Some attempt by has been made recents to study the art tradition of the cultural modes with special reference to their time and space. The present work aims at understanding the historical developments, architectural and art form as well as style related to the various cultural remains that were found in course of excavations in the region of Nepal dating from 800 Be until 1400 AD.
This book is divided into seven chapters. In the first chapter a brief introduction discussing the problems, objectives of the study, review of literature and the basic approach adopted is incorporated. The second chapter contains geography and history of the region in brief. The third chapter deals with the excavated and explored sites from where a number of art remains has been obtained in course of archeological activities. Findings from Tilaurakot, Lumbini and Bafijarahi have helped us to decide the demarcation lines of the various cultural phases. In the fourth chapter various Buddhist texts, excavated reports, versions of eminent scholars and Chinese account have been discussed to identify the ancient capital town of Kapilvastu. The evidences suggest that this region along with some portion of North-India, including Ganawaria and Piprahawa, had been a part of the ancient Kapilvastu. These evidences are more in the favour of Tilaurakot than Ganwaria being the capital town. Chapters five and six are the main contributions of the present research work. In the fifth chapter, the art remains, viz. stone sculptures, other stone objects, human and animal terracotta figurines, other terracotta objects, seals and sealing, coin, pottery etc. are incorporated. Stone sculptures of Vishnu Siva, Ganesa, Karttikey, Surya, Devi and Buddha have been described in chronological order. Vishnu is represented in traditional as well as anthromorphic forms in the plastic art. U1e aniconic form of Siva is the Linga, which are plain and mukha Lingas, Surya is represented in symbolic form of a deity. Almost all the images of Hindu goddess are found in this region. Various forms of Buddha images are also recorded from this area.
The terracotta figurines have played a vital role in the field of art from the ancient to modern period. With a view to study, the terracotta figurines from this region, a survey of all the available excavated materials, as well as explored materials, were undertaken. The result of the analysis has been incorporated here, highlighting the origin, typology and stylistic evolution of the principal forms, their techniques and contexts. This helps us to place the changing art forms and style from the pre-Mauryan to Pala-Sena periods in proper perspective. The earliest figurines are related to the female group. Terracotta trading and industries associated with them were similar to the contemporaneous sites in North-India, specially Hastinapur, Ahichchhatra, Kausarnbi, Taxila, Sohagaura and Arikamedu. On the basis of these sites relative dating has been adopted in the region. Pottery of various traditions, e.g. P.G.W, N.B.P. and Red wares were also discovered, which helped us in fixing the chronology.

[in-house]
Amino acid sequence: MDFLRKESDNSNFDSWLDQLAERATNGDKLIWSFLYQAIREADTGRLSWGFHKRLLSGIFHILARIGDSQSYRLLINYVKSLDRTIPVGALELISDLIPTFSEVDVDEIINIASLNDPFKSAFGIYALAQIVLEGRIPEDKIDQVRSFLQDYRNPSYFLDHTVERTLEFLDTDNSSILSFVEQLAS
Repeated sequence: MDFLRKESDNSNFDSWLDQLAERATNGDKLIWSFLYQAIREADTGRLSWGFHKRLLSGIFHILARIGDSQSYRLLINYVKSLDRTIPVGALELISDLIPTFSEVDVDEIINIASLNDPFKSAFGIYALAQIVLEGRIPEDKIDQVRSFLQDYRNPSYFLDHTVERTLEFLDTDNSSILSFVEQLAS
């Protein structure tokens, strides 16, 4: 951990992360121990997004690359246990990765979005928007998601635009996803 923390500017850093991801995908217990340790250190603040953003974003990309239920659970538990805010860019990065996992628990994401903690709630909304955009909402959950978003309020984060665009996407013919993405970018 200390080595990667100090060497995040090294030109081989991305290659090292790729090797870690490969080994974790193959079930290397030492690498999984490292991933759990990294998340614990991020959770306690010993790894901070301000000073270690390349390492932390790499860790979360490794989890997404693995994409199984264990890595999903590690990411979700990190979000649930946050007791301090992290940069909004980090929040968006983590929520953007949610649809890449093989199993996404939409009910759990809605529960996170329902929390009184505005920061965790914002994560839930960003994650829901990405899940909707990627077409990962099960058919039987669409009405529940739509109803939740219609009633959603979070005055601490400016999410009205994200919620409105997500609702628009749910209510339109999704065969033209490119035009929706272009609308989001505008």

These remains have special significance for understanding the esoteric import for the spiritual growth of the human beings in this region. Various forms of art, symbols, weapons, musical instruments, agricultural implements, ornaments, garments and other attributes have mystic implications of spiritual significance for aspiring devotees. The sixth chapter deals with various forms of the architectural tradition of the region, especially religious and secular architecture. The Hindu temples, forts, fortified- complex, town-planning etc. have also been discovered in this region.
The last chapter deals with an overview of the findings and incorporates important conclusions arrived at and some recommendations suggested for future work to be undertaken in the area of study and research. The cultural dimensions of the Terai region of Nepal have been evolved from the stone Age to the medieval period on the basis of art remains available in the area.
This book will be very useful to the students, teachers, archaeologists, tourists as well as related authorities.
Significance of the study